Ditching LastPass


LastPass is great and does a good job at what it's meant to do. Help people like my Mom manage a bunch of passwords across multiple devices. That said, it doesn't meet my possibly overzealous standards, so I looked for another solution.


  • Passwords need to be available across all of my devices. Currently this includes Linux and Android.
  • Synchronization across devices has to just happen without me thinking about it.
  • Needs to integrate nicely with my web browser. For me this is mostly Firefox.
  • Passwords must be stored on only my devices.
  • An open source is preferred.

Requirements 1-3 are met nicely by LastPass, and for most people that's enough. However, I don't trust anyone when it comes to passwords, and LastPass has had problems in the past.

Another issue with LastPass is that's it's synchronization relies on their servers. Their servers could go down, or LastPass could go away completely. Hopefully you have local backups of your password database if that happens. If I recall correctly, the backups you download from LastPass are unencrypted CSV files. You would be responsible for storing the backup safely. Also, it's unclear whether or not the LastPass browser extensions continue to work if the LastPass servers go away. In the end that means you'd be looking for a new password management solution on the fly, and no one wants to do that.

My solution

I decided to go with storing the passwords in a KeePass database. KeePass is written for .NET, but works on Linux and Mac systems through Mono. Not everyone particularly likes Mono (myself included), so the open source community has come up with several derivatives that use the same database format. The KeePass Wikipedia page has a good list of these derivatives.

For myself, I picked KeePassXC. KeePassXC is a community fork of KeePassX, the cross-platform port of KeePass. KeePassXC runs on Linux, macOS, and Windows.

On my Android phone, I'm using KeepShare Lite. KeepShare supports PIN or fingerprint unlock, a custom keyboard for password entry, and is open source. There is also a full version that adds write support if you need it.

KeePassXC does not support synchronization itself to keep code simple. You can store your KeePassXC database on cloud provider like Dropbox, or even your own "cloud storage" like Nextcloud.

For the synchronization piece, I'm using Syncthing. Syncthing continuously synchronizes files between two or more computers and replaces proprietary sync and cloud services with something open, trustworthy and decentralized. Syncthing is a daemon running in the background on your computer. It comes with a built-in web interface for configuration, or you can use one of the native GUIs like Syncthing-GTK. There is also an Android app.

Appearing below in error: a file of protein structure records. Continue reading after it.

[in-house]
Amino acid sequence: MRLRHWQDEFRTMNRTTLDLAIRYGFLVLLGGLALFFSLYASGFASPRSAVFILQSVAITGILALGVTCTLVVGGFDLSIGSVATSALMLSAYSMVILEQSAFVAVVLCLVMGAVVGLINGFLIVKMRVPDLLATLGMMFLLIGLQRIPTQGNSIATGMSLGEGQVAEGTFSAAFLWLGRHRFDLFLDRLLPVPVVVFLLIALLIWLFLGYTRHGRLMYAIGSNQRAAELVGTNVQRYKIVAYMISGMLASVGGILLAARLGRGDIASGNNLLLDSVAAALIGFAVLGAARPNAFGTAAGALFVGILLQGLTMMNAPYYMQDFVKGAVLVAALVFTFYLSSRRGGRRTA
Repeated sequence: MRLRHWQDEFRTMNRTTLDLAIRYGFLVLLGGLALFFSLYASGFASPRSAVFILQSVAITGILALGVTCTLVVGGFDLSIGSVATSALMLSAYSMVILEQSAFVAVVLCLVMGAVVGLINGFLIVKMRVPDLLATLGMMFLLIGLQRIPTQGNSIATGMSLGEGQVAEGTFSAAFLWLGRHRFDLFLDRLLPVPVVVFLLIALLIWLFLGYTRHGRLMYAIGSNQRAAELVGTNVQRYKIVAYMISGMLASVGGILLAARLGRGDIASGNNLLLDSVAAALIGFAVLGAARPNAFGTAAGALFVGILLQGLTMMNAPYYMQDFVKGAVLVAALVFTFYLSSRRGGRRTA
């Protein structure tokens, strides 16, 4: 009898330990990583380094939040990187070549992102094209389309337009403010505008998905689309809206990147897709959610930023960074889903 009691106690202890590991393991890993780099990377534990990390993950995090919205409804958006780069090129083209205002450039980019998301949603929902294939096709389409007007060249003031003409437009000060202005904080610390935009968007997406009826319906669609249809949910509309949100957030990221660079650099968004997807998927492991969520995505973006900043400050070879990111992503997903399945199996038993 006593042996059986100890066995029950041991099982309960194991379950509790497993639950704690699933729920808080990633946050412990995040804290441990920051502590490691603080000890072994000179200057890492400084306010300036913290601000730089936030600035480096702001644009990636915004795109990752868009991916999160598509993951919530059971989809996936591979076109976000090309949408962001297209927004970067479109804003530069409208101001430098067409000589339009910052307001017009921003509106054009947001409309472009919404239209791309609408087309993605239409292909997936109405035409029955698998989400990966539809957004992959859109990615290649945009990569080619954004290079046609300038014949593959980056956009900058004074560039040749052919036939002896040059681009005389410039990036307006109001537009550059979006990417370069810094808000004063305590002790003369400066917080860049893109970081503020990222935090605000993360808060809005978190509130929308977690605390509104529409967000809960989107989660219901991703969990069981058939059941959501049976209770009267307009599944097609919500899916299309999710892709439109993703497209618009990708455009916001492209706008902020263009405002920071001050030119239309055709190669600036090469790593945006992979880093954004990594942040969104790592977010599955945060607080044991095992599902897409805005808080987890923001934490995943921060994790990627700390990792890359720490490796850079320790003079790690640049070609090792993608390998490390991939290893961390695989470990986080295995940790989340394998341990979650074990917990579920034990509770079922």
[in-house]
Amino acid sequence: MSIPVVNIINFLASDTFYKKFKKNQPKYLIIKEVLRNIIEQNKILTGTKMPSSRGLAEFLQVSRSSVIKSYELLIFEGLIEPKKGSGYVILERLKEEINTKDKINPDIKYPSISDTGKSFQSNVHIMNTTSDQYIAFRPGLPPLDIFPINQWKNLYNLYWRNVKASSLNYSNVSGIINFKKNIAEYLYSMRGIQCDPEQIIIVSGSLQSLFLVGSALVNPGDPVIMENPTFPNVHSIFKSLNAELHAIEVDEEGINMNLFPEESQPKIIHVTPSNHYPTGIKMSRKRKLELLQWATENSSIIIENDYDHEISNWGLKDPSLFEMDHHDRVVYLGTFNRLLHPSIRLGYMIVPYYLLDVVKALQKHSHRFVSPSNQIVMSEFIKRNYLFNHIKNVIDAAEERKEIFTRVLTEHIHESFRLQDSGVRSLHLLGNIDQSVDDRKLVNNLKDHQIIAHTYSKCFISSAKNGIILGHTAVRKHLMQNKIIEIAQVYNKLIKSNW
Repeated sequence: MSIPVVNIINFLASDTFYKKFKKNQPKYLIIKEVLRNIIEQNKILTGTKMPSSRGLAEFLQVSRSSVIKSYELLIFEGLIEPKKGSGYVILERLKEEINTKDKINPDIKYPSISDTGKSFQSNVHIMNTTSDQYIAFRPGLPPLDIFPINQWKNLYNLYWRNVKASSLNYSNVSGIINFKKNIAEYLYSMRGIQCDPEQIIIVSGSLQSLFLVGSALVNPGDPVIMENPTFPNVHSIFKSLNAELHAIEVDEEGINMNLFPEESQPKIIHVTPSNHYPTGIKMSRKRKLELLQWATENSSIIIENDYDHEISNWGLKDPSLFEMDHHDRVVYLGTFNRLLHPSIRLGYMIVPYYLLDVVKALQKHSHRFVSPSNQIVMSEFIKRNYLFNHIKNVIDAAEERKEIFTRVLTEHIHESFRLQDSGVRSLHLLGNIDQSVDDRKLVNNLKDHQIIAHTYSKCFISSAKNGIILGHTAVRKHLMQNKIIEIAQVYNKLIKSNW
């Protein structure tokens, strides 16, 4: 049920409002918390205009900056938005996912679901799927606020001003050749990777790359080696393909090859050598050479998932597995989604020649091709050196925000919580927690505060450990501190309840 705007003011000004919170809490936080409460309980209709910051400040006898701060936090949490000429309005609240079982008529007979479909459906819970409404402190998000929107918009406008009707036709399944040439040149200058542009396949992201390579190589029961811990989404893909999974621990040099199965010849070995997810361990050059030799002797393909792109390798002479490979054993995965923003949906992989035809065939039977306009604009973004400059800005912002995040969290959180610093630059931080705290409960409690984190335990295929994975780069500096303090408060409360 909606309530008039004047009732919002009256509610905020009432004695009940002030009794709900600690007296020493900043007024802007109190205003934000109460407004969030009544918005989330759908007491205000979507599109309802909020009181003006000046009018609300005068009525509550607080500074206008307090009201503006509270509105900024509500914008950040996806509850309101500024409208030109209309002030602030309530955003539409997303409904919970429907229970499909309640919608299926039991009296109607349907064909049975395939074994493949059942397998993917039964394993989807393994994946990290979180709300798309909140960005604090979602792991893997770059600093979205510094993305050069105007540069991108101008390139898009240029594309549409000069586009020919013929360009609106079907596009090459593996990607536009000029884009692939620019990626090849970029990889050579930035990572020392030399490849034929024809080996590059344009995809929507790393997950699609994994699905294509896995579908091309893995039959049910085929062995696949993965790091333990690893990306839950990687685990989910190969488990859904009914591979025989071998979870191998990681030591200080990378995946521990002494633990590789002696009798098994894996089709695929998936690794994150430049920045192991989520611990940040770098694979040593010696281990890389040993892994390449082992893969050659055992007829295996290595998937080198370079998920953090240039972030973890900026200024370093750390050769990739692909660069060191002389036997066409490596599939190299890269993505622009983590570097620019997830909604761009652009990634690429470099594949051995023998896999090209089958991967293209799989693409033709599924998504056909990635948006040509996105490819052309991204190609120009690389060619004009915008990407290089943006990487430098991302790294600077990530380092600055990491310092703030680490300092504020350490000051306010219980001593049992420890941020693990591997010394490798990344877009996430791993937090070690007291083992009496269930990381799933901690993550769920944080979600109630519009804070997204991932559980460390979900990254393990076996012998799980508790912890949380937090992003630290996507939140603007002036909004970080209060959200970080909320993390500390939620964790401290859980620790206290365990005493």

Configuring Syncthing

Once you've installed Syncthing and optionally one of the GUIs like Syncthing-GTK you'll need to configure it. Syncthing-GTK has a first-run wizard to get you started.

The wizard will look for the syncthing daemon, and tell you if it can't. Then it generates the keys for your computer. Finally, you have to configure the WebUI.

First run wizard

Syncthing-GTK requires the WebUI to be running, as that's how it communicates with the Syncthing daemon. I highly recommend setting it to only listen on localhost unless you have a compelling reason not to.


The left side of the Syncthing-GTK GUI displays your shared folders. The right side displays computers that you are connected to.

Add a shared folder

Click the configure icon, and select Add Shared Folder.

Shared folder

  • Set the Folder Label to KeePass
  • Set the Path
  • Set the Rescan Interval

Personally, I'm not changing passwords that often, and even when I do, it's unlikely that I will need a fresh copy on my other devices right away, so I set the Rescan Interval to 10 minutes and disable Monitor filesystem for changes.

Add another device

On a second computer, get Syncthing-GTK up and running and add a shared folder like before. Then get the Device ID by clicking the configure icon, and select Show ID.

device id

Back on the first machine (really either of them, but my screenshots go this way), click the configure icon, and select Add Device.

Enter the Device ID from the second machine and give it a nice name. At the bottom of the window, check off the shared folder you set up above.

add device

Here, machine #1 is "asspirate" and machine #2 is "kikaider". Click Save and you should see the new device show up.

device added

You'll notice that it says "Disconnected".

If you click the title bar where it says the name of the device ("kikaider" in this case), it should expand and connect. Be patient, it takes a minute or so sometimes.

On the other device (kikaider) you should get a popup in Syncthing-GTK:

device confirm!

When the borders turn green, your device is connected.

device connected

You should also get a popup like this:

folder confirm

When you click Add, the next screen is the "New Shared Folder" screen from earlier.

new shared folder

Set the "Folder Label", "Path" and rescan options. If your folder paths are different between your two computers, make sure you're entering the right path on the right machine.

After Syncthing restarts, your main screen should show the new device, and the folder you're syncing in green.

full sync

Part two of this post will be getting KeePassXC up and running, and Part three will be setting up KeeShare.


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